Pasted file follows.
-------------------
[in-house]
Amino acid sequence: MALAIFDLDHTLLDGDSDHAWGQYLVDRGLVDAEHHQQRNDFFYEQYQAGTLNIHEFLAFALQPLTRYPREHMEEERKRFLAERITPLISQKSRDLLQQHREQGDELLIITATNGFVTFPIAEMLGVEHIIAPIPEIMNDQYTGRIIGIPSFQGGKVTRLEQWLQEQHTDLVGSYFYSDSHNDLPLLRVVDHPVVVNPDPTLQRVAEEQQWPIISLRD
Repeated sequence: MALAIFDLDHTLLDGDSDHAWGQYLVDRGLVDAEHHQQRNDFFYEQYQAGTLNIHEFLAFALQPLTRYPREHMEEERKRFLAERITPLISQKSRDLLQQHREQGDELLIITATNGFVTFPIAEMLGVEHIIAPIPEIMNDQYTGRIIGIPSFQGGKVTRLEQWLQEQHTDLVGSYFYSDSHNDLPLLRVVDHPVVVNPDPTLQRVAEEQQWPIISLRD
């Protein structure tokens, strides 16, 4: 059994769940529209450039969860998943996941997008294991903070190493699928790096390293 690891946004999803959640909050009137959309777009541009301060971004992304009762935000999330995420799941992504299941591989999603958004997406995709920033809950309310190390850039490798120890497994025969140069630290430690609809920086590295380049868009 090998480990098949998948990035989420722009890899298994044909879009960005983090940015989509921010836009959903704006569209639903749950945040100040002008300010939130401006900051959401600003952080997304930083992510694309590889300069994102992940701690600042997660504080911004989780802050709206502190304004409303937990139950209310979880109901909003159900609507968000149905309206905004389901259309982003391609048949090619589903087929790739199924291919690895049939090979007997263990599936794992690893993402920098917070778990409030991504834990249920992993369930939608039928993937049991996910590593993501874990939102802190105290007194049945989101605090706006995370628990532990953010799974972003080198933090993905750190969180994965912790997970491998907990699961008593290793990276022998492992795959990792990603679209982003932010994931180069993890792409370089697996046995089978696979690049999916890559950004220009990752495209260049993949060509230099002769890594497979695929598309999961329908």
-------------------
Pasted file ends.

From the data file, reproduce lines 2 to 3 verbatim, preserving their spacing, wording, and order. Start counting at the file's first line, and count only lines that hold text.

Amino acid sequence: MALAIFDLDHTLLDGDSDHAWGQYLVDRGLVDAEHHQQRNDFFYEQYQAGTLNIHEFLAFALQPLTRYPREHMEEERKRFLAERITPLISQKSRDLLQQHREQGDELLIITATNGFVTFPIAEMLGVEHIIAPIPEIMNDQYTGRIIGIPSFQGGKVTRLEQWLQEQHTDLVGSYFYSDSHNDLPLLRVVDHPVVVNPDPTLQRVAEEQQWPIISLRD
Repeated sequence: MALAIFDLDHTLLDGDSDHAWGQYLVDRGLVDAEHHQQRNDFFYEQYQAGTLNIHEFLAFALQPLTRYPREHMEEERKRFLAERITPLISQKSRDLLQQHREQGDELLIITATNGFVTFPIAEMLGVEHIIAPIPEIMNDQYTGRIIGIPSFQGGKVTRLEQWLQEQHTDLVGSYFYSDSHNDLPLLRVVDHPVVVNPDPTLQRVAEEQQWPIISLRD